“Wait!” shouted Aidon. “If you’re going to kill us anyway, I must know: where is Quandos Vorn? Do you ever know his whereabouts?”

The Cerulean Duke chuckled. “Of course I do. Vorn’s on his private planet in the Famuhaut system, admiring his fine Gaxider piece!” Aidon scowled – that piece was stolen from him by Vorn! – as the Duke laughed. “Yes, I know who you are. All your scheming have to come to naught. So come, let us put an end to this. Over to the lake shore with you.” He waved his projac towards Algo Lake for emphasis.

Catching a Ride

With few options left, Aidon and Tralfaz exchanged another knowing glance before they each shoved one of the betrayed thugs towards their former fellows! The still-armed brutes fired, instantly killing their ex-compatriots, as the PCs ran in different directions: Aidon towards a rock wall, and Tralfaz towards the foliage. As mentioned previously, getting hit by a weapon in this game is instantly lethal, and there’s not much you can do to stop an opponent from hitting you at least once. Thus we both had spend 2 tokens apiece and provide a rationale – the shoved henchmen – for how we escaped certain death.

As soon as Aidon was behind cover, he drew his own projac and aimed at the direction he had just come. As soon one of the Duke’s armed goons appeared, he fired, spending enough of his Shooting ability to guarantee a hit (your stats can be spent for bonuses to a D6 roll, 1 point for +1 to the roll; Aidon had a Shooting stat of 6 and spent 3 of that to make the shot). Scratch another minion! Then Aidon turned and ran up a natural stair in case the last thug was also after him.

But that henchman had followed Tralfaz, who had discovered a sizable lodge amidst the trees. Inside, he saw several books about the history and legends of the antler-headed people laying open on a desk. He briefly scanned them over, and discovered some of the Duke’s writing – the Duke had tried giving sacrifices to the lake before, to no effect, and hoped the antler helms on the next batch would be sufficient to trick it into coming alive! Tralfaz ripped off his helm as he headed to a large garage, which contained the Duke’s aircraft along with fuel barrels and supply crates. As the last thug entered the lodge, Tralfaz ducked behind a line of large crates.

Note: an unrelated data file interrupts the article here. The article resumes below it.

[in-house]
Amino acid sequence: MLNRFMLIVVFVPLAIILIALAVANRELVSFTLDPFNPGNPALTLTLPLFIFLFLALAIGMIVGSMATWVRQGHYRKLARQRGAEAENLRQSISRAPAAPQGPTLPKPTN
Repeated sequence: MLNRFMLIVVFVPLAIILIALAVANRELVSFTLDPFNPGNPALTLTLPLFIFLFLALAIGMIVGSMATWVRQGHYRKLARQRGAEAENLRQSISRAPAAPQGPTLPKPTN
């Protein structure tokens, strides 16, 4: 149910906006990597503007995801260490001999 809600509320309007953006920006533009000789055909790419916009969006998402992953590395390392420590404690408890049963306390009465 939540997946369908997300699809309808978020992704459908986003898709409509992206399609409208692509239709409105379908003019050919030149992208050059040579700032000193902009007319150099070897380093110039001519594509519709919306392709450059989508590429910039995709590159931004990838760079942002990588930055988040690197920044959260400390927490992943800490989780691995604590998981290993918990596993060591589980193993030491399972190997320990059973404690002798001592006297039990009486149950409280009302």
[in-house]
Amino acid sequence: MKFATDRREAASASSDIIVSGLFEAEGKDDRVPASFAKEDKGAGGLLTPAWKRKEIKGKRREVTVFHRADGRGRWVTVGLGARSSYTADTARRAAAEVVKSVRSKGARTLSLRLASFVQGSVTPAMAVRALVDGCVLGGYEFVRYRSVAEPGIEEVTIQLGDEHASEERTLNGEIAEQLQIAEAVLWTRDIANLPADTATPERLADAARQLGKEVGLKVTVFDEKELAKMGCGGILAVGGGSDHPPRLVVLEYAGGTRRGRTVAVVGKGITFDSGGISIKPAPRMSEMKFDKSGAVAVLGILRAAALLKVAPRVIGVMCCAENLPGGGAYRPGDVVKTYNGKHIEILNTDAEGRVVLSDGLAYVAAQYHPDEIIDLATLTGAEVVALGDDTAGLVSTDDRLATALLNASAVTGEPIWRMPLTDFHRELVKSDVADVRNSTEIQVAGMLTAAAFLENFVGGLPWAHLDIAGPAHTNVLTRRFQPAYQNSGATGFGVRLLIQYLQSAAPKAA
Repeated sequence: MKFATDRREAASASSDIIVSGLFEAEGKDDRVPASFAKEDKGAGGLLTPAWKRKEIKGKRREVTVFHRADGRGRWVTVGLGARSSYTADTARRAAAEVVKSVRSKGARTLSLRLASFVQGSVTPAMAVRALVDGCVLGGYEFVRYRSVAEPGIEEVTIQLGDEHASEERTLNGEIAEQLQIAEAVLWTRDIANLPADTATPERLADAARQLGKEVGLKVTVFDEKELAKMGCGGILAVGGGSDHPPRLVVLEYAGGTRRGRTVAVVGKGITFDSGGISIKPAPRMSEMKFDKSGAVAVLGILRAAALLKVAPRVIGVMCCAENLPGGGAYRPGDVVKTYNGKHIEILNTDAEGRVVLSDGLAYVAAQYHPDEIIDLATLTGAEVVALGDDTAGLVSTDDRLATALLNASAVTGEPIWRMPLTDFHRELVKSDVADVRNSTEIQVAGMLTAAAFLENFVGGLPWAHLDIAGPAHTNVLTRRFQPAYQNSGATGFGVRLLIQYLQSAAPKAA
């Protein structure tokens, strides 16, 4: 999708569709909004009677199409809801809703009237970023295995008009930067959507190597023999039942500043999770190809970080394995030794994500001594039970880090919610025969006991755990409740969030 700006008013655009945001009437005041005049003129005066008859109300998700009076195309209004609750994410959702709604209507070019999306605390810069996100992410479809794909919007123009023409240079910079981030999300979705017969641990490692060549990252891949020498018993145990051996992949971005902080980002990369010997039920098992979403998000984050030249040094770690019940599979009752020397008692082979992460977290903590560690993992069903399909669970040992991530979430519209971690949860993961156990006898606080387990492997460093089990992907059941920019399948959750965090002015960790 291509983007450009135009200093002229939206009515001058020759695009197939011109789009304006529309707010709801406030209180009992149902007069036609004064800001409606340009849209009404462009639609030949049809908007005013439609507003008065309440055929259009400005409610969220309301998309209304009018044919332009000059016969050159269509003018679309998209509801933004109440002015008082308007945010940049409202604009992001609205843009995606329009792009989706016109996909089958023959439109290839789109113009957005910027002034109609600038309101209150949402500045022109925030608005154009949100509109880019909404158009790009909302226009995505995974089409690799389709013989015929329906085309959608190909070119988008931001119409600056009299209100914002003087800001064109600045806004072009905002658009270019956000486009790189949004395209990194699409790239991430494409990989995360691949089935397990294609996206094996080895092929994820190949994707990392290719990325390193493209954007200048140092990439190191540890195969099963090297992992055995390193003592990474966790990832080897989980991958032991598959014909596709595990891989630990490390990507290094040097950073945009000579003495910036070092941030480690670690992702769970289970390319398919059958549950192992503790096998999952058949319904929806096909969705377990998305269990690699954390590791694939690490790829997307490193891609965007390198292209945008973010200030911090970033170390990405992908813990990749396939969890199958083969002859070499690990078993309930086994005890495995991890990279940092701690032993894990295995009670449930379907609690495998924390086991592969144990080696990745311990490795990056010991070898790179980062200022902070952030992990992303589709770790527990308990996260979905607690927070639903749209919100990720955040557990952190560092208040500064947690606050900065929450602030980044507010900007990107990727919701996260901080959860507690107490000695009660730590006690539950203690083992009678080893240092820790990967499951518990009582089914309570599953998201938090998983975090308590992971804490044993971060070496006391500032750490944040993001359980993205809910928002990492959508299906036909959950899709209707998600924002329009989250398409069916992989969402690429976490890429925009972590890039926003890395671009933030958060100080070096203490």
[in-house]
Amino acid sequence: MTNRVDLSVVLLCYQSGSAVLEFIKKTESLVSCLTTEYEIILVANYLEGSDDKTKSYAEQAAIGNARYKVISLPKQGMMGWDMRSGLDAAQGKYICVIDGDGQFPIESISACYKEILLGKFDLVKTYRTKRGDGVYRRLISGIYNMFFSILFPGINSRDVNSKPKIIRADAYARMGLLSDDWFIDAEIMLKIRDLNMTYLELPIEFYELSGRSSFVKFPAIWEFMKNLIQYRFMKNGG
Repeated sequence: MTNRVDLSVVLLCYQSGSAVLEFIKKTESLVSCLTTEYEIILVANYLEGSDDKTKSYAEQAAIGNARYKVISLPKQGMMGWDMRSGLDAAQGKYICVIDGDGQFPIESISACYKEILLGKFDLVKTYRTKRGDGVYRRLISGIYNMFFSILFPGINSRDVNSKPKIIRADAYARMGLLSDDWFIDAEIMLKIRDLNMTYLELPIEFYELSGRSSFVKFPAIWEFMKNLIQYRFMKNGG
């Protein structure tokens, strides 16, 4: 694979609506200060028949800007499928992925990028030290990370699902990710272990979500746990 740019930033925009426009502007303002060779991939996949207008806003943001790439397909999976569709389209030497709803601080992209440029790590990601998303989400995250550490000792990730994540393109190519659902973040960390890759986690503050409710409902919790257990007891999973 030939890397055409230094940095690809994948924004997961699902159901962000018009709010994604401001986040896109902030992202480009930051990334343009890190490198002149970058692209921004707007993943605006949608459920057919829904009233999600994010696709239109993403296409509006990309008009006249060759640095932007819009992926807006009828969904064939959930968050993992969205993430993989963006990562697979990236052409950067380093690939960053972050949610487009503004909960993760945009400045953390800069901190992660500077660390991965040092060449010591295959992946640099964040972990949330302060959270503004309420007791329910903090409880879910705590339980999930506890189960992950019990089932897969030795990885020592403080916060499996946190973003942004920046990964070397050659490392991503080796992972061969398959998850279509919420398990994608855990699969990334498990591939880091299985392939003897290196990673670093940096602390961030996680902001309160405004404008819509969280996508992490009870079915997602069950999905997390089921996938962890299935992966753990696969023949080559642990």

Meanwhile, from atop a rocky plateau, Aidon looked around for any approaching enemies and saw nothing. But he knew the Duke was a clever and resourceful fellow, and sitting out in the open was not a wise move. He feared to go back down the stair, lest a charged projac be waiting for him. He feared to look over the edge, lest the Duke was waiting to shoot him if he poked his head out. As he cast about for an escape, he heard the background buzz grow louder, and glanced up to see a large pseudo-wasp flying overhead! Using all of his Athletics stat (he had an Athletics of 5, and spent all of it for a +5 on the roll), Aidon barely made a running leap to grab onto the creature as it flew past! It dipped dramatically but kept moving towards the treeline, and more importantly, there was no sound of a raygun being fired. Aidon closed his eyes and hoped that his luck held on that front until his ride reached some cover.

Back at the lodge, Tralfaz fired and missed as his pursuer came into the garage, and the henchman ducked behind some cover of his own. In searching for something to give him an advantage over his foe, Tralfaz noticed that one of the crates contained explosives…

Once they were safely in the forest, Aidon let go of the pseudo-wasp and dropped to the ground, sustaining some minor cuts and bruises in the process. As he stood up, he was shaken by an impressive BOOOM! that lit up the sky with flames from not too far away. He cautiously headed towards the source, and found a signed and dazed Tralfaz and a burning lodge. “Did you get the Duke? Is he dead?!?” demanded Aidon, but his companion shook his head no.

The pair raced back to their own ship, for having blown up the Duke’s, theirs was now the only way to leave the Generative Zone. And indeed, he was in the cockpit, trying to hot-wire the vehicle! When the blue-cloaked criminal saw Aidon and Tralfaz approaching, he cursed them loudly and profanely. Aidon pointed his projac with both hands, took a breath, and squeezed the trigger. He was no great shot, and hitting the Duke from that distance and with the cover of the ship would normally be nearly impossible. But I spent a token to regain all of my Shooting ability, and then dumped it all into a single roll. And then rolled high! The shot hit, and the Cerulean Duke was dead.

The End…?

With that, the PCs’ adventure on Cherlin was over. They flew back to the outpost, gave their thanks for Hedof, and left orbit in their Phantomic Flittering with a course set for the Famuhaut system. For there was one task now on their minds – Quandos Vorn must die!

Where I Read: Captain Marvel, Part 23

Captain Marvel #21 (cover date August 1970)